Riesser's aspiration to function simultaneously as a German statesman and as an advocate of Jewish emancipation materialized during the Frankfurter Vorparlament und National Versammlung in 1848–49. Distinguishing himself in the National Assembly as a powerful speaker, he was vice president (for two months) and a member of the constitutional committee. He belonged to the right wing of the center in the National Assembly, expressing his views on "a free, united, great, and strong" Germany in his article, Ein Wort ueber die Zukunft Deutschlands (1848). The climax of his activity was the "Kaiserrede" (March 29, 1849), which was considered one of the most brilliant speeches delivered in the National Assembly. It contained the summary of the debate on the proposed constitution, and in it Riesser sought to provide justification for offering the imperial German crown to the king of Prussia; he was later one of the members of the delegation to the king, who declined the offer. Riesser proudly fought in the National Assembly for the acknowledgment of the Jews' right to full civil rights. His very status in the National Assembly was a partial expression of emancipation, which was given further expression in his later years. In 1849 not only was he naturalized in Hamburg but he became its representative in the Erfurt parliament (1850). With the formation of a citizens' council (Buergerschaft) in Hamburg, Riesser was elected to it and became its vice president (1859), and in 1860 he was appointed a member of the Hamburg High Court, the first German Jew to receive this title. Among his many travels outside Germany, Riesser visited the United States in 1856. He returned from this trip disappointed and shocked by the status of the American Blacks, which he regarded as a grave blow to the principle of equality and freedom, especially in a country whose democracy was theoretically the model for the rest of the world.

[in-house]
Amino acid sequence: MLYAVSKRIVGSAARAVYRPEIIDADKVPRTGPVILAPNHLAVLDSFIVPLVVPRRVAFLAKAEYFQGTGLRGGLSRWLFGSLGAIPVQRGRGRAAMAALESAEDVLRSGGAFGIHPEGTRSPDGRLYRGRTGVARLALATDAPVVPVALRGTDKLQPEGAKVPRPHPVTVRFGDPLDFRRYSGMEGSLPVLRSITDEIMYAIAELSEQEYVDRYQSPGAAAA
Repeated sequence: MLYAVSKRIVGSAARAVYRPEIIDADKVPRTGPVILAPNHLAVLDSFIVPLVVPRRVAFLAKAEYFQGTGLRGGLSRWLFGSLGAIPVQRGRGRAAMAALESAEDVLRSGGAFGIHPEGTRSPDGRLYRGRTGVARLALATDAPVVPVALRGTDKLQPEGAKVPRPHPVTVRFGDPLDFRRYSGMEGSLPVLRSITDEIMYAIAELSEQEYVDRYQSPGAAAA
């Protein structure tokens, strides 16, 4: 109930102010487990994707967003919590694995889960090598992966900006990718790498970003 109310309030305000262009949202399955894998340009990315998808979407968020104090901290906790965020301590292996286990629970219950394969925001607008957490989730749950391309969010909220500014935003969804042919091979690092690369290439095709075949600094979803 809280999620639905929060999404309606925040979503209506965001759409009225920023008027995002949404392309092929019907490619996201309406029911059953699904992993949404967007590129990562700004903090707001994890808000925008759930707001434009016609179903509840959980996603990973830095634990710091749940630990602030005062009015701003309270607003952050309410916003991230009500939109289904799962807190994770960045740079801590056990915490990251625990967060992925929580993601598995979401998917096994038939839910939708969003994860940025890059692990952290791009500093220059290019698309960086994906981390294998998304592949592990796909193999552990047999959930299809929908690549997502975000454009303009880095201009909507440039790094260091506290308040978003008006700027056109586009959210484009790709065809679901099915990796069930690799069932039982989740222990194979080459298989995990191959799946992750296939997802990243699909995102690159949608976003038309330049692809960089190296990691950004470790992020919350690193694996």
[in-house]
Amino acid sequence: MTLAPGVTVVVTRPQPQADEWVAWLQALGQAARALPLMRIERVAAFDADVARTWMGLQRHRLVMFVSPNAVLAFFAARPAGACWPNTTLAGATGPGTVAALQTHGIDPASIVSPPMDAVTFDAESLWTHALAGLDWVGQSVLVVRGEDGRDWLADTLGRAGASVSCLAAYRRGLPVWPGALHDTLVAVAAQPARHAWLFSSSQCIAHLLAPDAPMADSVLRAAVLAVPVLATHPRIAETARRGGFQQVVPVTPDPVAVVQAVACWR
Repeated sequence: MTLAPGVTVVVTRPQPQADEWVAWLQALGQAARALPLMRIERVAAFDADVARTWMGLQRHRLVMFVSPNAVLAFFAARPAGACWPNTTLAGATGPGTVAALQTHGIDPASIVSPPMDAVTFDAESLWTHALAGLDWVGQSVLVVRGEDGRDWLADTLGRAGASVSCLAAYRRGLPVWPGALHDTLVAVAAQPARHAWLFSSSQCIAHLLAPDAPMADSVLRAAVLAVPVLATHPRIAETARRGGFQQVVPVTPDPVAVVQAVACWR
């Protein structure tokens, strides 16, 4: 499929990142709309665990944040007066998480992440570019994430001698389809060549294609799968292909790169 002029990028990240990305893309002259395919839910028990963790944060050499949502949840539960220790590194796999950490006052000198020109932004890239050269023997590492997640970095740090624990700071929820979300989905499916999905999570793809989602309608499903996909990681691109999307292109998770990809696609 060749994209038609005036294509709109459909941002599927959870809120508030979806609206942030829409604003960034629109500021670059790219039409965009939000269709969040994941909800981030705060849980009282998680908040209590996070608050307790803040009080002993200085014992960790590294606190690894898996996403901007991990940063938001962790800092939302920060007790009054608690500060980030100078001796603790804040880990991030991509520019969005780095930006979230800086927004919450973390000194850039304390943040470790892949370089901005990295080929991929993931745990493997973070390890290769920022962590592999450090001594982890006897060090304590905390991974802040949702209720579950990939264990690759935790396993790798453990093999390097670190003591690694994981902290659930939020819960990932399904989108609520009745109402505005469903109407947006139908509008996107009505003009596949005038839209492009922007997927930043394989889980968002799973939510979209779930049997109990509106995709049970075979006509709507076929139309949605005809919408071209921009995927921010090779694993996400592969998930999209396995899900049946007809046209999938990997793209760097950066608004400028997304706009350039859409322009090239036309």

Riesser abandoned the observance of all Jewish tradition in his private life, but he insisted that those who wished to observe these traditions should do so of right and not on sufferance. Riesser was one of the leading members of the Hamburg Temple and associated himself generally with the moderate wing of the *Reform movement. He opposed giving up a special Jewish character in order to achieve emancipation. Only from the religious point of view were the Jews a minority, according to Riesser, a minority whose rights should be recognized by the ruling Christian majority.